The Right to Try

Headlines touted how wonderful it is that as soon as 2021, MDMA may be available by prescription to those who need it most. While this is most certainly a giant step forward, it is also appalling that those suffering are being asked to wait for a potentially life-changing remedy.

“Right to try” policies are typically crafted for patients who are suffering from a terminal illness and allows them to try experimental treatments. While advocating for “right to try” laws have been an uphill battle, the movement has grown in support over the last several years.

Logically, it follows that if someone has been given a terminal prognosis, the individual in question should be allowed to try experimental treatments regardless of the possible negative side effects. While this is justified by concluding that the patient is already going to die so there is no harm in experimentation, this practice should be extended to all consenting adults.

Each individual is the sole owner of his or her body. As such, no governing body has the legitimate authority to tell a person what they can and cannot consume. Yet, over the course of history, governments have decided that it is their duty to ensure that mankind only consumes substances given an official stamp of approval.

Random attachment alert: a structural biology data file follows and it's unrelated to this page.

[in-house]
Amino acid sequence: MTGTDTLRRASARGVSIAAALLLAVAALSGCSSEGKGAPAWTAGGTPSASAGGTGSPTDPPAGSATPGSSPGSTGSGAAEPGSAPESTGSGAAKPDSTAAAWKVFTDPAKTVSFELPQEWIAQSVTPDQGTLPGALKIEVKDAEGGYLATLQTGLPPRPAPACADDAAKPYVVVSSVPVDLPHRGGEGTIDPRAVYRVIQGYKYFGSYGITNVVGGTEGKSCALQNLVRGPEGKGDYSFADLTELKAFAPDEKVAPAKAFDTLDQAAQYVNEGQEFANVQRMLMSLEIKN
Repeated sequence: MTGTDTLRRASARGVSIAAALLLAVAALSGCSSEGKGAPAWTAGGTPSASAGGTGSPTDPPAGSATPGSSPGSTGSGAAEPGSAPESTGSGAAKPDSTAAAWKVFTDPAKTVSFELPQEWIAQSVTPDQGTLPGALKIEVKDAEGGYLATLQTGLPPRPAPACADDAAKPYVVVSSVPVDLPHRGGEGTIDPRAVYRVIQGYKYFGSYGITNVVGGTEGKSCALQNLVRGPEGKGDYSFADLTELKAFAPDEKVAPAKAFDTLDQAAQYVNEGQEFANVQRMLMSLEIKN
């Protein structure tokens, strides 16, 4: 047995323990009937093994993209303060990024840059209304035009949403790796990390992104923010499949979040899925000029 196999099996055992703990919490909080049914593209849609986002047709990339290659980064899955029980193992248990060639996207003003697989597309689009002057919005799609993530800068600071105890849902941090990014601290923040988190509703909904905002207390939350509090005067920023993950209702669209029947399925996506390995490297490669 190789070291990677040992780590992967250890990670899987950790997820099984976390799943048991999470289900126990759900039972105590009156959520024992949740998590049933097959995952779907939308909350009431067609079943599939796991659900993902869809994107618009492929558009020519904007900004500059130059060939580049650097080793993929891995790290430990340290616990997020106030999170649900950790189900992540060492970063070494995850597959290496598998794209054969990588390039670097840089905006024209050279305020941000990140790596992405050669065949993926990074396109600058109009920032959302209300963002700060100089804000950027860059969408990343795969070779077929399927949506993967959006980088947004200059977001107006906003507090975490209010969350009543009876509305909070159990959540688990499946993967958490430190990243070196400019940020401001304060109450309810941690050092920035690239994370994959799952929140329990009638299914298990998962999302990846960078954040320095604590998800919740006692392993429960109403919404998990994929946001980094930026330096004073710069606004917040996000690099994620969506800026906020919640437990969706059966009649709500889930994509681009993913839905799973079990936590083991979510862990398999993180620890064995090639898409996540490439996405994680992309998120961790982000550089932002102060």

The FDA, the agency responsible for dictating what Americans can safely consume, is the same agency that claims Poptarts are healthier than avocados. When this is partnered with the fact that the DEA has routinely ignored scientific evidence that marijuana has medicinal properties, one has to wonder why this authority has not yet been removed.

Suffering from mental ailments or chronic diseases takes a tremendous toll on the sufferer. When your quality of life is in decline because of these daily struggles it is nothing less than evil to prohibit patients from experimenting with different treatments. The drugs that have been approved for medical use, anti-depressants for example, come with a huge risk of side effects including death.

Psychedelics, on the other hand, have fewer physical side effects and are proving themselves to be more impactful for treating varieties of depression. Yet, because of the illegality of these schedule 1 drugs, any patient caught trying MDMA or LSD outside of a government-sanctioned study is a criminal in the eyes of the law.

Something has to change.

So long as patients are trying a drug of their own volition and free will, no government should stand in their way. Every time we consume anything, even food, there is risk associated. Nothing in life is risk-free. But when you are suffering on a daily basis, that risk is mitigated by the need to live a more fulfilling and happy life.

“Right to try” laws should be championed. Those suffering from mental illness deserve the chance to heal today, not four years from now.

 
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mr peabody

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Could MDMA help with PTSD, depression and anxiety?

by Jesse Noakes | The Guardian | Apr 13, 2019